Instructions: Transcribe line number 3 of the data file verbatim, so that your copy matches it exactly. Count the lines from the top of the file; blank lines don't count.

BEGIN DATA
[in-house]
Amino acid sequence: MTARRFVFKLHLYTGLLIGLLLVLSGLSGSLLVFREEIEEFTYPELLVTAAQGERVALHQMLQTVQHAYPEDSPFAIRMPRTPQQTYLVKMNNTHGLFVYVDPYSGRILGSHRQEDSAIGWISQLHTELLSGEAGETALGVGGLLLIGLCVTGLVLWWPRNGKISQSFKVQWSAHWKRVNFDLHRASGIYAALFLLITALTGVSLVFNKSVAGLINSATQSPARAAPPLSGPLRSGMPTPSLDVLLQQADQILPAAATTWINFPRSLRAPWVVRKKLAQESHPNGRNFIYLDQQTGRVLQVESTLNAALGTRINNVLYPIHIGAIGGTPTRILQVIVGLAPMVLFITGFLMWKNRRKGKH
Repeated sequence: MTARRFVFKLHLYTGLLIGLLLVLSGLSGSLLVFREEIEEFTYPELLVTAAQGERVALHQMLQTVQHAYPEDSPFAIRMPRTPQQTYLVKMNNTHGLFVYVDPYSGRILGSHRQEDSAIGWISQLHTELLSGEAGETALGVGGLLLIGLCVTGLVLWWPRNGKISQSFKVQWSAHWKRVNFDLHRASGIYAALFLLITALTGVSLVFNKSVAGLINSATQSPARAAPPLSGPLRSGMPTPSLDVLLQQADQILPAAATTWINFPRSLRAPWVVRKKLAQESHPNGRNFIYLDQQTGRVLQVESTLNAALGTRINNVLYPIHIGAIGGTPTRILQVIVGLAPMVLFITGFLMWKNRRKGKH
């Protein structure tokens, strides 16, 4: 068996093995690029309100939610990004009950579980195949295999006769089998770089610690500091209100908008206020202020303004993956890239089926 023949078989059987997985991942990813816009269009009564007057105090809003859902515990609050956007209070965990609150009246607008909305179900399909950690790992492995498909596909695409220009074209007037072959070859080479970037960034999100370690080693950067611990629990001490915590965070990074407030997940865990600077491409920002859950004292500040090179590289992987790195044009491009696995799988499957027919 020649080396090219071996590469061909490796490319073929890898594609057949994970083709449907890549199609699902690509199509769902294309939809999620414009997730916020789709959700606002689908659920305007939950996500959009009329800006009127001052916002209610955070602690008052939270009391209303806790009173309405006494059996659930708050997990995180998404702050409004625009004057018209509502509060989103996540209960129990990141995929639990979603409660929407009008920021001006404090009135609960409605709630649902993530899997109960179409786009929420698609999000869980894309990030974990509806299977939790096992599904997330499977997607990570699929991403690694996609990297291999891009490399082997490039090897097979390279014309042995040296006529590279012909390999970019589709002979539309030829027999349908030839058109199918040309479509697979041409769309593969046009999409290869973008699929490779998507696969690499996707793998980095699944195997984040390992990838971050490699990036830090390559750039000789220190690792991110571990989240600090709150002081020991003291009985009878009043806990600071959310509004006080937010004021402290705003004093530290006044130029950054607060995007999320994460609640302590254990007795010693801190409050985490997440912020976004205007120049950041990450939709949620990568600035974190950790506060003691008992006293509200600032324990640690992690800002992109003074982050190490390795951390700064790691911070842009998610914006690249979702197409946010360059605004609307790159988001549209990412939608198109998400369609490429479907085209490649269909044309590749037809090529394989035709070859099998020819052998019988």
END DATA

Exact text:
Repeated sequence: MTARRFVFKLHLYTGLLIGLLLVLSGLSGSLLVFREEIEEFTYPELLVTAAQGERVALHQMLQTVQHAYPEDSPFAIRMPRTPQQTYLVKMNNTHGLFVYVDPYSGRILGSHRQEDSAIGWISQLHTELLSGEAGETALGVGGLLLIGLCVTGLVLWWPRNGKISQSFKVQWSAHWKRVNFDLHRASGIYAALFLLITALTGVSLVFNKSVAGLINSATQSPARAAPPLSGPLRSGMPTPSLDVLLQQADQILPAAATTWINFPRSLRAPWVVRKKLAQESHPNGRNFIYLDQQTGRVLQVESTLNAALGTRINNVLYPIHIGAIGGTPTRILQVIVGLAPMVLFITGFLMWKNRRKGKH